Eric Massey and Jimmy Haddox have been holding down hair on South Congress for 17 successful years, watching businesses come and go and the economy wax and wane.

In July, 2016, in the midst of Austin’s current boom, it came as an inevitable surprise that Wet’s prime SOCO location two blocks from the river had been sold, with six months to be out.

“They talk about environments in business. Some you control, some you don’t.”

Eric’s business mentality revolves around people, not profit, and it shows through his hospitable demeanor. He has known about Almost Real Things since before it was a real thing and is always curious to see how business is doing, always willing to share some great advice. This time we chatted in the front garden of their beautiful new space just seven blocks down from the rubble that was once their home.

Wet Salon and Studio

“You can’t expect things to stay the same.” When they moved onto SOCO they knew money was coming to clean up the area (that still had a large prostitution problem). Even so, they didn’t anticipate the explosion of commerce. They began meeting people who had seen their sign as they were passing through and the press took notice as well, documenting the transition and landing Wet spots on 7 reality shows including Fox’s Ambush Makeover. They lived through the rush, through the settling and now the cycle has begun again.

“You can’t expect things to stay the same.”

Moving is always difficult but at Wet they’re all about the silver linings. “Who we are and why we started was to be known as the best of the eclectic culture in Austin. That area had changed so much that we wanted to get back to our roots, and we can here—there’s a real neighborhood feel with a school across the street and a bar next door.” Their new space has gorgeous front, back and side yards making it easier to host events at their leisure.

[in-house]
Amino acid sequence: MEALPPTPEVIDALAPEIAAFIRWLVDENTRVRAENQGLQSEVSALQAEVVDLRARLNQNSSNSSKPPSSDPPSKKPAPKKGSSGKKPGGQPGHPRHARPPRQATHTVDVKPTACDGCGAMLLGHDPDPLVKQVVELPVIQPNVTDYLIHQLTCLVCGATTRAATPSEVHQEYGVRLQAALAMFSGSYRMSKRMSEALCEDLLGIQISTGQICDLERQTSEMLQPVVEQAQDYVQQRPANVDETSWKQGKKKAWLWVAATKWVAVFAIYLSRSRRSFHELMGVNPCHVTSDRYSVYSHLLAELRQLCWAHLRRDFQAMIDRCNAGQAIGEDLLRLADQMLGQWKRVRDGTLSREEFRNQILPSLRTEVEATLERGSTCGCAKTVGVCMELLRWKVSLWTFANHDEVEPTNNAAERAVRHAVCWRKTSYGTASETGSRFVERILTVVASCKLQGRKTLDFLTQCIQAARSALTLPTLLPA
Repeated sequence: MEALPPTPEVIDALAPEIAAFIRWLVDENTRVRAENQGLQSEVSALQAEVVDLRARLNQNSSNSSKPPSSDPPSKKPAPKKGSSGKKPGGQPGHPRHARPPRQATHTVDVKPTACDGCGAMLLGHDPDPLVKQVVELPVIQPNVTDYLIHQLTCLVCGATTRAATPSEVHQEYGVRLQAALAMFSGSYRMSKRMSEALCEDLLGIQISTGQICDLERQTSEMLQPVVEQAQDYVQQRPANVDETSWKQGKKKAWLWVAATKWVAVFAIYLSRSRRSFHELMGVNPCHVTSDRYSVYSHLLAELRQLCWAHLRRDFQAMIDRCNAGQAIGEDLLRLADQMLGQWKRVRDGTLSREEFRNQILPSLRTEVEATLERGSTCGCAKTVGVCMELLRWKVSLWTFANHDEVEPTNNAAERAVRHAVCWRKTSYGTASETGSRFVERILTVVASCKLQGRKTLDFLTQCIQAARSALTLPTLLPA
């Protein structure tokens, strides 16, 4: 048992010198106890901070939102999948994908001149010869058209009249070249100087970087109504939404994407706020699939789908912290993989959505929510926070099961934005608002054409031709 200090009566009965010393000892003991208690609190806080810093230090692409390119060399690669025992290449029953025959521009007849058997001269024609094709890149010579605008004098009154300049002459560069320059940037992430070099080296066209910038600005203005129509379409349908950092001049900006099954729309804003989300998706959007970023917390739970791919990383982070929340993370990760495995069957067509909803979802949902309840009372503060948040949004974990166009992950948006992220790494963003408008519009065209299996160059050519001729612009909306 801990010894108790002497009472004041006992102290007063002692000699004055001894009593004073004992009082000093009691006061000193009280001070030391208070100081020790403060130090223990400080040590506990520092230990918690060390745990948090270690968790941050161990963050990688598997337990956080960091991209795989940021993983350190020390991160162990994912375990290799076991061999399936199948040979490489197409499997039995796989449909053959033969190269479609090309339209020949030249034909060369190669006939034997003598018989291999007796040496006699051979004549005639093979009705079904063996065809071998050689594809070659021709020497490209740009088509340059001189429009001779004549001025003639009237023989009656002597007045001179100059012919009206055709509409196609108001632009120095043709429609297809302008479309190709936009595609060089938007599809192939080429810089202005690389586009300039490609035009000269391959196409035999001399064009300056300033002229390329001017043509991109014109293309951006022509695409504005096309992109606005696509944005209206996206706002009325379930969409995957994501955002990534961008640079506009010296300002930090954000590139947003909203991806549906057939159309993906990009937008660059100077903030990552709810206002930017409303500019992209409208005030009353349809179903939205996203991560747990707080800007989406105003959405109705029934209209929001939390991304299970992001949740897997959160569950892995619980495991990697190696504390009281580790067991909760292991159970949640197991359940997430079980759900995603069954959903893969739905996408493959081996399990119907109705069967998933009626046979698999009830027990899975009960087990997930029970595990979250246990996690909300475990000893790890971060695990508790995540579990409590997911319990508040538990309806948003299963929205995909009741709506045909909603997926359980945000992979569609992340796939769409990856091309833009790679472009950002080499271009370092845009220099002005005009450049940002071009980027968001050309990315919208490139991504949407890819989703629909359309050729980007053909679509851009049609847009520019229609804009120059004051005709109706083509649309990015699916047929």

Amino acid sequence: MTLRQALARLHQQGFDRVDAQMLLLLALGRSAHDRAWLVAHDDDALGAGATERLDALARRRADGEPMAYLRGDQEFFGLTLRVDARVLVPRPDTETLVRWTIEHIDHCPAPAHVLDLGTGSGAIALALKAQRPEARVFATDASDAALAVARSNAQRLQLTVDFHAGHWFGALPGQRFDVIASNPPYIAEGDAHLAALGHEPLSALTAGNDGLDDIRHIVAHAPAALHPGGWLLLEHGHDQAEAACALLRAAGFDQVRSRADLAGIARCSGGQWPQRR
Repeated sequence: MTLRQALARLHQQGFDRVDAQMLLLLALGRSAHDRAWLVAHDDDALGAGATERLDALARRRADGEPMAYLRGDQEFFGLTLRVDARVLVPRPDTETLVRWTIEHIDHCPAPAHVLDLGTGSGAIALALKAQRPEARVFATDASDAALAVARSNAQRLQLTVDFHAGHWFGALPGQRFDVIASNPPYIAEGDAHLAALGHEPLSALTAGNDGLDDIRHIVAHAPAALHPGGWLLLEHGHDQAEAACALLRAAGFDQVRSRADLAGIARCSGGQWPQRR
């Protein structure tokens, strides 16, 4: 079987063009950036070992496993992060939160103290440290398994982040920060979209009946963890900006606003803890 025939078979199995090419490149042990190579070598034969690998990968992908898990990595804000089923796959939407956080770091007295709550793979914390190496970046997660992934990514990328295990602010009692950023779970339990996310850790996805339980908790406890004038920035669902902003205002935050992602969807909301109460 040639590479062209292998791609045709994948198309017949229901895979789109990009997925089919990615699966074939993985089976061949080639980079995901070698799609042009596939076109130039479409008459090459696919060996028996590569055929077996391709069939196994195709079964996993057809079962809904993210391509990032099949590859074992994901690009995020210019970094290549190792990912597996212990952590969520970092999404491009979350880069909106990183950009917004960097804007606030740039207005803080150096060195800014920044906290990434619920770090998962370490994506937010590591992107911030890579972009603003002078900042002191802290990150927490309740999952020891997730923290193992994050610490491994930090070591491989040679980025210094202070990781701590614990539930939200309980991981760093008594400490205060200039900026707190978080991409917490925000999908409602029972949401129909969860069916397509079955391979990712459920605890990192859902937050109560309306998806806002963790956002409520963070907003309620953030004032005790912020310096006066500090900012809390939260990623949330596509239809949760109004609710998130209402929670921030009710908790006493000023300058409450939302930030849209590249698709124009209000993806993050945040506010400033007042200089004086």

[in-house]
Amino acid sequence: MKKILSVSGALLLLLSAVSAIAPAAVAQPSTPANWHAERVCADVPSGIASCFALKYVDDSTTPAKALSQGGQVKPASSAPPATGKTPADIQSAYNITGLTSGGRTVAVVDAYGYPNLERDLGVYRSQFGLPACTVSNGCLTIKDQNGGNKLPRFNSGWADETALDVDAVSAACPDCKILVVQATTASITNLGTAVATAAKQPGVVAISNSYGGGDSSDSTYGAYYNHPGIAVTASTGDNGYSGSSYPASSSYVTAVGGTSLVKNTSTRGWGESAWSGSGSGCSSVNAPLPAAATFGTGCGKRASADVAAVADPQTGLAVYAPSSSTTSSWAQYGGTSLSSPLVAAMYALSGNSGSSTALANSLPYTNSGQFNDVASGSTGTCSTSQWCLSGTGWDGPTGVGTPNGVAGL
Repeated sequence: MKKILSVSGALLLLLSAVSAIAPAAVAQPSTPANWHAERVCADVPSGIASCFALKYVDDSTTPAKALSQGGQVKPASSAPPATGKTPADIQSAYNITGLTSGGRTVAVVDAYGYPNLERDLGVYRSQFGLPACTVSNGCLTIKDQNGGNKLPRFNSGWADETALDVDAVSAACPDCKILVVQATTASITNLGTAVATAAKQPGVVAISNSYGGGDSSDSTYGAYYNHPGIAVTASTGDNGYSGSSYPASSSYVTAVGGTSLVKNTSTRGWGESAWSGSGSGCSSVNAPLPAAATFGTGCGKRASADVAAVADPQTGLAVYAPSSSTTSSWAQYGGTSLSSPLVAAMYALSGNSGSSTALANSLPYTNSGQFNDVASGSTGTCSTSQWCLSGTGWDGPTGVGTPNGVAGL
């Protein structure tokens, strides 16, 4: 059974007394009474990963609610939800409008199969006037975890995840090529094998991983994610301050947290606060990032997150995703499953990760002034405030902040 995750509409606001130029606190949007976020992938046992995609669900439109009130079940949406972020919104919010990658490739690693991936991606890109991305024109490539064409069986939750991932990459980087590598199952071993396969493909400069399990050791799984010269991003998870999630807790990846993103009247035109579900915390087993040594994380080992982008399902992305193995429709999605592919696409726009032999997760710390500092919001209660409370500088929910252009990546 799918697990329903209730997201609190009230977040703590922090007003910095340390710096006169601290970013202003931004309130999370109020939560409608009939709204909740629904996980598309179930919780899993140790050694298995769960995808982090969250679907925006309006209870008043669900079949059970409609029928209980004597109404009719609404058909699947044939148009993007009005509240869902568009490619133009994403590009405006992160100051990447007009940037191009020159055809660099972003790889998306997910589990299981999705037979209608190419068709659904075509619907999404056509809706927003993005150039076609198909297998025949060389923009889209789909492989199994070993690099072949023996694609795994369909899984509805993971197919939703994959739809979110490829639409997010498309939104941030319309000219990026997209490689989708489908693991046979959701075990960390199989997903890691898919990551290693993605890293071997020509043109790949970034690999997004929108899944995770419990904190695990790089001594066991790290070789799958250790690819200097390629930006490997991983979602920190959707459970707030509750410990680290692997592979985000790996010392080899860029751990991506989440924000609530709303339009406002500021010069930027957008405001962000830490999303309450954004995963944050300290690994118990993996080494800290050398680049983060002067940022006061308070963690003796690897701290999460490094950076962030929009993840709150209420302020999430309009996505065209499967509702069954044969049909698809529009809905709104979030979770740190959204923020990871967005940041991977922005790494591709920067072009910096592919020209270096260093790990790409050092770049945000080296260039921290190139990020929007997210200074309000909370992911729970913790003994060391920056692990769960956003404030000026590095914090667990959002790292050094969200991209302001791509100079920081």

Wet Salon and Studio

Right from the start they wanted to be part of the larger creative scene in Austin, curating a gallery on the salon walls and hosting regular openings. “It was a way to help local artists and market the salon, even before First Thursdays. You need to think of anything you can do outside of your business hours to cross markets. And even inside business hours. People visit the salon for the art but now they know the Wet name. It’s a win-win.”

They attribute their continued success to this community minded approach, focusing on long-term relationships. “Life’s not a sprint, man. It’s a marathon. You might not see the benefits in your first year, but wait until your fifth, tenth, fifteenth year.” Great relationships helped their move go smoothly, and although half of their staff needed to seek employment at another salon due to new space constraints, their clients have been supportive.

“When you work in the business you own for such a long time, it is difficult to be inventive because you find routines. But you look to your staff and the younger stylists to inspire you. Have an open mind. Keep it fresh. And always stay thankful that we get to do what we love!”

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